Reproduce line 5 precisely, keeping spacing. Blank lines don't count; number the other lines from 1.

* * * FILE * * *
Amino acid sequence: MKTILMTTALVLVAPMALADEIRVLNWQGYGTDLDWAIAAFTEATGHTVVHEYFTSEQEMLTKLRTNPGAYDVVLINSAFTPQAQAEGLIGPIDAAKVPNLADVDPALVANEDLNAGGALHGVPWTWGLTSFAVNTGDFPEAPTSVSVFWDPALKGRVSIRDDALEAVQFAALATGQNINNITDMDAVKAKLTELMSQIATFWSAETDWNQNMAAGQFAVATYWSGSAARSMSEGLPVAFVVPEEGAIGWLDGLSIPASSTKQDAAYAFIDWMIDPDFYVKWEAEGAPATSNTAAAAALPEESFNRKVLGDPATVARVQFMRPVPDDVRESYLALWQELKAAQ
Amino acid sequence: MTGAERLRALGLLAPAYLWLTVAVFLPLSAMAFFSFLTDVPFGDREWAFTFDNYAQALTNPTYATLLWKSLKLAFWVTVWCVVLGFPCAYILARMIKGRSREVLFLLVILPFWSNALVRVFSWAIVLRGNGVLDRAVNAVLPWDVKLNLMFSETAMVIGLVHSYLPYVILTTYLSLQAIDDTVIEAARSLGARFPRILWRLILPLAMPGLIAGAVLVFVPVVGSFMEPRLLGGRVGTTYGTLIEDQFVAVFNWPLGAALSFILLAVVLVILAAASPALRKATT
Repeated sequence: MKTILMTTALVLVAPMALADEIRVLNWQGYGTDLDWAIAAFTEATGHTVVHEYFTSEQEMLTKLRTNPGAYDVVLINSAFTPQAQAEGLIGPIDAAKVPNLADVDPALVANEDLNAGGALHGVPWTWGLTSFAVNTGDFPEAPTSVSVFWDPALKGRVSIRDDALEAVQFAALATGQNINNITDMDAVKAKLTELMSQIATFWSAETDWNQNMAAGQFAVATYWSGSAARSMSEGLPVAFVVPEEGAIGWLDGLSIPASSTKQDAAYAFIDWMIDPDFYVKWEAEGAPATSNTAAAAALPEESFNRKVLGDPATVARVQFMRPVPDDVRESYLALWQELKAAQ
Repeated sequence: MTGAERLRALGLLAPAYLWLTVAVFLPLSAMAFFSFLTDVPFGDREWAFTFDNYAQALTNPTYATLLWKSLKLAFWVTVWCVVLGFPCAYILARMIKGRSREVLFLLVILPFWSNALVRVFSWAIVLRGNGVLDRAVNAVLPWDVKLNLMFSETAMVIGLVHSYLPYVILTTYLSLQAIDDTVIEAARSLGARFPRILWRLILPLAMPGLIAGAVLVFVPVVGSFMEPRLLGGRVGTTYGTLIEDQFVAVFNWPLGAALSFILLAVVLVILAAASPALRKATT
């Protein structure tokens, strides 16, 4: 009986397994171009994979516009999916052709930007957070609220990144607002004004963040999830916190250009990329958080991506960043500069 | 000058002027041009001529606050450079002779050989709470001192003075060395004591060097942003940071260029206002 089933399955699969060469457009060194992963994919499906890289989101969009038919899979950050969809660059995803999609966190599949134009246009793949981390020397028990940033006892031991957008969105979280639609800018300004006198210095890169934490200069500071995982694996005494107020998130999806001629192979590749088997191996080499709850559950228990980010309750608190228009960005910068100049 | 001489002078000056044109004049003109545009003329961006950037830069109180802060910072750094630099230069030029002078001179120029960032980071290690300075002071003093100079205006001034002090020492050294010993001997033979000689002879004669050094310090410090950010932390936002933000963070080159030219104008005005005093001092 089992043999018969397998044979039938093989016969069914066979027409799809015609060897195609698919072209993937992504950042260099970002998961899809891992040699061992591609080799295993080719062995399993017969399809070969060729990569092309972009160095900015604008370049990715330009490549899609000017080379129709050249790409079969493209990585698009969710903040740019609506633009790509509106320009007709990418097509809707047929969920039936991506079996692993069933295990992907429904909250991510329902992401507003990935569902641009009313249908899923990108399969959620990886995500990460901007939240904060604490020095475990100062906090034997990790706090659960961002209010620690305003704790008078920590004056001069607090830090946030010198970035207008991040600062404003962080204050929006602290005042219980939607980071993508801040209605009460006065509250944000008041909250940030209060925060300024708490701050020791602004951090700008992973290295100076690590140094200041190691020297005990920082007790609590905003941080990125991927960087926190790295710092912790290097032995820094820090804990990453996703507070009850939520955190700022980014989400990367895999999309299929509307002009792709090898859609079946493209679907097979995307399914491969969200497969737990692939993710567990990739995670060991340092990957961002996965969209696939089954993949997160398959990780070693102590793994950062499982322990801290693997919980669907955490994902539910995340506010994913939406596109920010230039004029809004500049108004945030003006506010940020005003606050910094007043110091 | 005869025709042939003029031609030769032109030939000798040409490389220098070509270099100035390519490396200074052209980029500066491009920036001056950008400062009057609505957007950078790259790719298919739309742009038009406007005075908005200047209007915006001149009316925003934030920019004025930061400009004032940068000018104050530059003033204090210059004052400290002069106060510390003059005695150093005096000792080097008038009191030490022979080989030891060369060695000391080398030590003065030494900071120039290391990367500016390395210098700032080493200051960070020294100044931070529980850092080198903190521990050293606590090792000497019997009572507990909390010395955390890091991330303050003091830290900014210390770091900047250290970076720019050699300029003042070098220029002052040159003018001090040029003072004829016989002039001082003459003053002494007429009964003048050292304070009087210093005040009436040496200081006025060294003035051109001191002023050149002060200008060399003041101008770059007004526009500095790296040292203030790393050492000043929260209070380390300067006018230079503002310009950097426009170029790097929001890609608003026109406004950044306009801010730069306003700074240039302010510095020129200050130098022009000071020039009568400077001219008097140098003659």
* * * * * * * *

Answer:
């Protein structure tokens, strides 16, 4: 009986397994171009994979516009999916052709930007957070609220990144607002004004963040999830916190250009990329958080991506960043500069 | 000058002027041009001529606050450079002779050989709470001192003075060395004591060097942003940071260029206002 089933399955699969060469457009060194992963994919499906890289989101969009038919899979950050969809660059995803999609966190599949134009246009793949981390020397028990940033006892031991957008969105979280639609800018300004006198210095890169934490200069500071995982694996005494107020998130999806001629192979590749088997191996080499709850559950228990980010309750608190228009960005910068100049 | 001489002078000056044109004049003109545009003329961006950037830069109180802060910072750094630099230069030029002078001179120029960032980071290690300075002071003093100079205006001034002090020492050294010993001997033979000689002879004669050094310090410090950010932390936002933000963070080159030219104008005005005093001092 089992043999018969397998044979039938093989016969069914066979027409799809015609060897195609698919072209993937992504950042260099970002998961899809891992040699061992591609080799295993080719062995399993017969399809070969060729990569092309972009160095900015604008370049990715330009490549899609000017080379129709050249790409079969493209990585698009969710903040740019609506633009790509509106320009007709990418097509809707047929969920039936991506079996692993069933295990992907429904909250991510329902992401507003990935569902641009009313249908899923990108399969959620990886995500990460901007939240904060604490020095475990100062906090034997990790706090659960961002209010620690305003704790008078920590004056001069607090830090946030010198970035207008991040600062404003962080204050929006602290005042219980939607980071993508801040209605009460006065509250944000008041909250940030209060925060300024708490701050020791602004951090700008992973290295100076690590140094200041190691020297005990920082007790609590905003941080990125991927960087926190790295710092912790290097032995820094820090804990990453996703507070009850939520955190700022980014989400990367895999999309299929509307002009792709090898859609079946493209679907097979995307399914491969969200497969737990692939993710567990990739995670060991340092990957961002996965969209696939089954993949997160398959990780070693102590793994950062499982322990801290693997919980669907955490994902539910995340506010994913939406596109920010230039004029809004500049108004945030003006506010940020005003606050910094007043110091 | 005869025709042939003029031609030769032109030939000798040409490389220098070509270099100035390519490396200074052209980029500066491009920036001056950008400062009057609505957007950078790259790719298919739309742009038009406007005075908005200047209007915006001149009316925003934030920019004025930061400009004032940068000018104050530059003033204090210059004052400290002069106060510390003059005695150093005096000792080097008038009191030490022979080989030891060369060695000391080398030590003065030494900071120039290391990367500016390395210098700032080493200051960070020294100044931070529980850092080198903190521990050293606590090792000497019997009572507990909390010395955390890091991330303050003091830290900014210390770091900047250290970076720019050699300029003042070098220029002052040159003018001090040029003072004829016989002039001082003459003053002494007429009964003048050292304070009087210093005040009436040496200081006025060294003035051109001191002023050149002060200008060399003041101008770059007004526009500095790296040292203030790393050492000043929260209070380390300067006018230079503002310009950097426009170029790097929001890609608003026109406004950044306009801010730069306003700074240039302010510095020129200050130098022009000071020039009568400077001219008097140098003659």